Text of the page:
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17 April 2014 12:48 pm ,
Vol. 344 ,
Officials last week revealed that the U.S. contribution to ITER could cost $3.9 billion by 2034—roughly four times the...
An experimental hepatitis B drug that looked safe in animal trials tragically killed five of 15 patients in 1993. Now,...
Using the two high-quality genomes that exist for Neandertals and Denisovans, researchers find clues to gene activity...
A new report from the Intergovernmental Panel on Climate Change (IPCC) concludes that humanity has done little to slow...
Astronomers have discovered an Earth-sized planet in the habitable zone of a red dwarf—a star cooler than the sun—500...
Three years ago, Jennifer Francis of Rutgers University proposed that a warming Arctic was altering the behavior of the...
- 17 April 2014 12:48 pm , Vol. 344 , #6181
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Europe's Extremely Large Telescope on Its Way
9 December 2011 3:42 pm
Today, the council of the European Southern Observatory (ESO) fired the starting gun for the construction of what will be, by a big margin, the largest optical-infrared telescope ever built. The €1.1 billion behemoth, with the appropriately superlative name the European Extremely Large Telescope (E-ELT), will have a main mirror 39.2 meters across, dwarfing the 11.9-meter effective size of today's largest telescope, the Large Binocular Telescope.
Today's green-light for initial construction is not a full approval for the project, because some of ESO's 15 member states have not yet secured the needed additional funding. But the approval does allow work to begin on building roads to the telescope site at Cerro Armazones in the Atacama Desert of northern Chile and on development of the instrument's adaptive optics.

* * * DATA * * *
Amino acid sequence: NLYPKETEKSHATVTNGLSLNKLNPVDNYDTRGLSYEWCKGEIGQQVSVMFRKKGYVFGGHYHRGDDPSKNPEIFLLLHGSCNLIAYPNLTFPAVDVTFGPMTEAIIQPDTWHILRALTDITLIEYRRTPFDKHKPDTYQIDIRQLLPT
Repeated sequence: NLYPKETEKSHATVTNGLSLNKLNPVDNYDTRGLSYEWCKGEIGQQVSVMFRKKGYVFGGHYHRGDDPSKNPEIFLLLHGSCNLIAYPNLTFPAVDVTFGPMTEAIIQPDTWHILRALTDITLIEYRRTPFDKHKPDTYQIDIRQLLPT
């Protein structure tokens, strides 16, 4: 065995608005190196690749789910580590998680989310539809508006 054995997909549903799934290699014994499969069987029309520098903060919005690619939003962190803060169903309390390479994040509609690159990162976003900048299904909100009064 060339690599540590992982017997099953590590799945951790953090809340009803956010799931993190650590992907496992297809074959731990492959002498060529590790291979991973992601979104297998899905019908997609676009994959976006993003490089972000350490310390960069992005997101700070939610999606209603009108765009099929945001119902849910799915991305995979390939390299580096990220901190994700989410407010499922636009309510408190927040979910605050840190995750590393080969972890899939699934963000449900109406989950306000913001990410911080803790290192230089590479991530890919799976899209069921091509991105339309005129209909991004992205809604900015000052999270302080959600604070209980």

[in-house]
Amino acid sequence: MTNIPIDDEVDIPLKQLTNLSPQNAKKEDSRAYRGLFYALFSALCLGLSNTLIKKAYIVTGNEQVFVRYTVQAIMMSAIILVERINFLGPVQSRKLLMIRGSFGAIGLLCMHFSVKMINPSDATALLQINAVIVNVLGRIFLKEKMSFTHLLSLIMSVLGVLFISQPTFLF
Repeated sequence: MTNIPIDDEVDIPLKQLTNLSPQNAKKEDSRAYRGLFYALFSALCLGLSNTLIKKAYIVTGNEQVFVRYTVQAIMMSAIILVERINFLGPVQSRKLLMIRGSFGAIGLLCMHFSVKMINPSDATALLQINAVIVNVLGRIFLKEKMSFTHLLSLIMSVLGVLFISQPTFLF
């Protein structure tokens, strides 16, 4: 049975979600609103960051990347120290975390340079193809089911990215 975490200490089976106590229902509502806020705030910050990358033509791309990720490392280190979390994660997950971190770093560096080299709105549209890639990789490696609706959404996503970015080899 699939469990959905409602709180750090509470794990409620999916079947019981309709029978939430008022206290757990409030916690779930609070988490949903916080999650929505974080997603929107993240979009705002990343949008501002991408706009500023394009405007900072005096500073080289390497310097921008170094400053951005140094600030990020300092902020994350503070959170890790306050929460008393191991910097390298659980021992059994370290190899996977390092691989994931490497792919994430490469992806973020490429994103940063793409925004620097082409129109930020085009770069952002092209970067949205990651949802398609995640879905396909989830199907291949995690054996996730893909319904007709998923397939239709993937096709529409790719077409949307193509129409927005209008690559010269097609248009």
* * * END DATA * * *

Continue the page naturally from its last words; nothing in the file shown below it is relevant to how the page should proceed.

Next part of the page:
"The E-ELT is starting to become reality," ESO Director General Tim de Zeeuw said in a statement. "However, with a project of this size it is expected that approval of the extra expenditure will take time. Council at the same time recognises that preparatory work must start now in order for the project to be ready for a full start of construction in 2012."
Although two rival telescope efforts in the United States—the Giant Magellan Telescope and the Thirty Meter Telescope—are struggling to secure funding from the cash-strapped National Science Foundation, ESO has been pushing ahead with a schedule that will see construction begin in 2012 and observations start in 2022. Chile has already donated the necessary land at Armazones, and some states, such as the United Kingdom, are pitching in for instruments. Member states' annual contributions to ESO, plus contributions from new member Brazil, are expected to raise two-thirds of the funds needed to complete the E-ELT. To make up the remaining one-third, ESO is asking members to up their contributions by 2%. The Czech Republic, Sweden, and Finland have already agreed to chip in the extra funds, but the other members have asked for more time, hence today's partial approval. Full approval of the project is expected by mid-2012.